The Brooklyn Bridge is a pre-eminent global icon. It is the world’s most famous and beloved bridge, a "must-see" tourist hotspot, and a vital fact of New York life. For almost a hundred and forty years it has inspired artists of all descriptions, fueling a constant stream of paintings, photographs, lithographs, etchings, advertising copy, movies, and book, magazine, and LP covers. In consequence, the bridge may have the richest visual history of any man-made object, so much so, in fact, that almost no major American artist has failed to pay homage to the span in some form or other. Oddly, however, there are no books currently available that chart and discuss the bridge’s visual history or its role in the development of American (or Western) art. This monograph aims to correct that, providing a full visual record of the bridge from the origins of its conception to the present day. It is a celebration of the bridge’s glorious visual heritage timed to appear when the city will celebrate the span’s 125th birthday.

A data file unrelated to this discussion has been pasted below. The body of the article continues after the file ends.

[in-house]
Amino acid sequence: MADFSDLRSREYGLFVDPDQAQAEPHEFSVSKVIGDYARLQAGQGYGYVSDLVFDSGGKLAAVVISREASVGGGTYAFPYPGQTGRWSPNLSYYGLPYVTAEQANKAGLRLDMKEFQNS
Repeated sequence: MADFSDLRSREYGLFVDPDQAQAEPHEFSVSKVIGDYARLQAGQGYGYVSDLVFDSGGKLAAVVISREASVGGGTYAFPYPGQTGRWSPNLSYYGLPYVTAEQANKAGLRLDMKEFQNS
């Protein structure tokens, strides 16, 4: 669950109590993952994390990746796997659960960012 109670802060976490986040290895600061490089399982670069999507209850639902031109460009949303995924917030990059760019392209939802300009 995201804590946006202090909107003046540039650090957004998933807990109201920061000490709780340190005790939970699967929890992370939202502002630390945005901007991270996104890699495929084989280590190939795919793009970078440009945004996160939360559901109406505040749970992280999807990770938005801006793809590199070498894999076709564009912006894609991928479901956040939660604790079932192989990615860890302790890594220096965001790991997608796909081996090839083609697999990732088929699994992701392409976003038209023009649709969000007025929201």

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|Publisher:||Taylor & Francis|
|Sold by:||Barnes & Noble|
|File size:||19 MB|
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About the Author
Richard Haw is the author of The Brooklyn Bridge: A Cultural History (2005). He teaches English and Interdisciplinary Studies at John Jay College of Criminal Justice in New York. A native of Leeds in the U.K., he now lives in Brooklyn, a short walk away from his favorite bridge.
Table of Contents
Prologue: Crank, Crackpot, and Creative Genius: Plans to Bridge the East River (1800-1867) 1 1. Construction, Completion, and Panic (1867-1883) 26 2. Spectacle and Show (1883-1911) 61 3. Modernism Takes Command (1912-1929) 95 4. Depression and Recovery (1929-1945) 122 5. Evolution and Explosion (1946-1982) 153 6. Commemoration and the Contemporary Era (1983-2008) 184